Free exchange

What would the perfect climate-change lender look like?

Welcome to a second Bretton Woods

IMAGINE, FOR a second, that you are a guest at the Mount Washington Hotel in the ski resort of Bretton Woods, New Hampshire. You have arrived to enjoy neither the slopes nor the hotel’s 18-hole golf course. Instead, you are here for the sort of conference that reimagined the international financial system at the end of the second world war. This time there is a green twist. Your job is to give the Bretton Woods twins—the IMF and the World Bank—a sister in the form of a perfect climate-change lender.

According to Nicholas Stern and Vera Songwe, two economists, by 2030 poor countries will need somewhere in the region of $2trn-$2.8trn a year of investment to combat climate change. The Climate Policy Initiative, a think-tank, estimates that in 2021 total climate investments, in both rich and poor countries, amounted to $650bn. In the catchphrase of the climate-change world, the financial system needs to “turn billions into trillions”. Getting these funds to flow, somehow, is the mission of your new Green Bank.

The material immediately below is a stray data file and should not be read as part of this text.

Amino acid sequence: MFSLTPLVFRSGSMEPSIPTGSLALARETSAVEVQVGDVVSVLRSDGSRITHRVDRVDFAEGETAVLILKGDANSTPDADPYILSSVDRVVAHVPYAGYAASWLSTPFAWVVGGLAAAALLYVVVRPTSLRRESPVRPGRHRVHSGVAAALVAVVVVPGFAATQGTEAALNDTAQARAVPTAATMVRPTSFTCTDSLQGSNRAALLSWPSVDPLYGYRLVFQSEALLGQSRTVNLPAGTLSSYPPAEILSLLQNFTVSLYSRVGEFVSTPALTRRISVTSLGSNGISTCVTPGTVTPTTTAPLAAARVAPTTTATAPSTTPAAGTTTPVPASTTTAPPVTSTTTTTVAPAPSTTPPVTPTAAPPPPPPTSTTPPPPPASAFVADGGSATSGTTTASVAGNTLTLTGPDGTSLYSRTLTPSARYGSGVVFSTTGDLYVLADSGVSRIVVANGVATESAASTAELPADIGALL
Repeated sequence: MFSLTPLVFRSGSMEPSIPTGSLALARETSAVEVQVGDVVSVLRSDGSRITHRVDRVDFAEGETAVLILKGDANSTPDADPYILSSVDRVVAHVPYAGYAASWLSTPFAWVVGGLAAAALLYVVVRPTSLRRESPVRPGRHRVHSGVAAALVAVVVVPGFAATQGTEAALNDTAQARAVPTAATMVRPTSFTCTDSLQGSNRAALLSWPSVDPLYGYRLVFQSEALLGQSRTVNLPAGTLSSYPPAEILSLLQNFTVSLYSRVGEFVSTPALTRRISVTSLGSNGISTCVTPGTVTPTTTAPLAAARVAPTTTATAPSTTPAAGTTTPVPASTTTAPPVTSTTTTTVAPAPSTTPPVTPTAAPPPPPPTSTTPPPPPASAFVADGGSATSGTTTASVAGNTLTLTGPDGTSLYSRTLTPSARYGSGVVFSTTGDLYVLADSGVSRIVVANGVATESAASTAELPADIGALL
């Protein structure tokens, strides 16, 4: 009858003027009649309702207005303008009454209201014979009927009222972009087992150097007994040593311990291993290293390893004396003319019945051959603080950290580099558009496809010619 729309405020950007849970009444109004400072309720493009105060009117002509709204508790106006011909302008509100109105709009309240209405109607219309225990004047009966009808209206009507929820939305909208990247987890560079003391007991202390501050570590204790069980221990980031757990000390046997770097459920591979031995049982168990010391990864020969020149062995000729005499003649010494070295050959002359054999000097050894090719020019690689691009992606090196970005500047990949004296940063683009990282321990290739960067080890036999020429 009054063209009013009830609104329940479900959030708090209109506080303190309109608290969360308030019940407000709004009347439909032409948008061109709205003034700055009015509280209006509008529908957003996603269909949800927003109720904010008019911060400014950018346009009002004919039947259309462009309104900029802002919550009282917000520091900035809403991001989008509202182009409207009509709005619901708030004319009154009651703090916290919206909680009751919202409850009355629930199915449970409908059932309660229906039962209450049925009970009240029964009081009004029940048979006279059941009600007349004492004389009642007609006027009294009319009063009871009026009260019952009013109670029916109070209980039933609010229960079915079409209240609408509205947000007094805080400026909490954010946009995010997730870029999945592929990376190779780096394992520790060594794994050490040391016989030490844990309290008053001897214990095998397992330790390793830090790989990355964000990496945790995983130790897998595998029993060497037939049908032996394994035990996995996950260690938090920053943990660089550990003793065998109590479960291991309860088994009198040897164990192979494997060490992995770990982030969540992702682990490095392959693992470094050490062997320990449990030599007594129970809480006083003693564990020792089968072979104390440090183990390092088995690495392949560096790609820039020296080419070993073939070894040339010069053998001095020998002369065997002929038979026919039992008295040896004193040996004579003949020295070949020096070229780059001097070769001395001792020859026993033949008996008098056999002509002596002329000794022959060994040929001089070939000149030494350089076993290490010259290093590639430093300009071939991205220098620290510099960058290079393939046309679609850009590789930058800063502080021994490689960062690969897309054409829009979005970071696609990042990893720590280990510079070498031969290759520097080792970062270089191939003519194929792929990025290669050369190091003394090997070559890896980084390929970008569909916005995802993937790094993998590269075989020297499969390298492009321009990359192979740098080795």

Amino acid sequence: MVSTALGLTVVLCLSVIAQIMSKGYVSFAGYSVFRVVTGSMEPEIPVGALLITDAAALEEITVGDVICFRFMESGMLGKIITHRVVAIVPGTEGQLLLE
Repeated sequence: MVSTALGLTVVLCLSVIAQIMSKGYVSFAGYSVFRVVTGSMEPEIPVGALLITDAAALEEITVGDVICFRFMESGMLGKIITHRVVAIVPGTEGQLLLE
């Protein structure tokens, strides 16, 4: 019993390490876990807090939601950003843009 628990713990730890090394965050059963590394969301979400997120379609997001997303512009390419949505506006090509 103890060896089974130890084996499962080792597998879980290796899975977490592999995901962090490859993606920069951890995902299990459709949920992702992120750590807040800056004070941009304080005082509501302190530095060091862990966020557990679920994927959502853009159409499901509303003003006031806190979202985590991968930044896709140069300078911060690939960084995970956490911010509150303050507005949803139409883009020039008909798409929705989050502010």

The first question is a vexed one: who coughs up to pay for the lender? The struggle to create a climate-finance framework started at the so-called Earth Summit in 1992. The summit…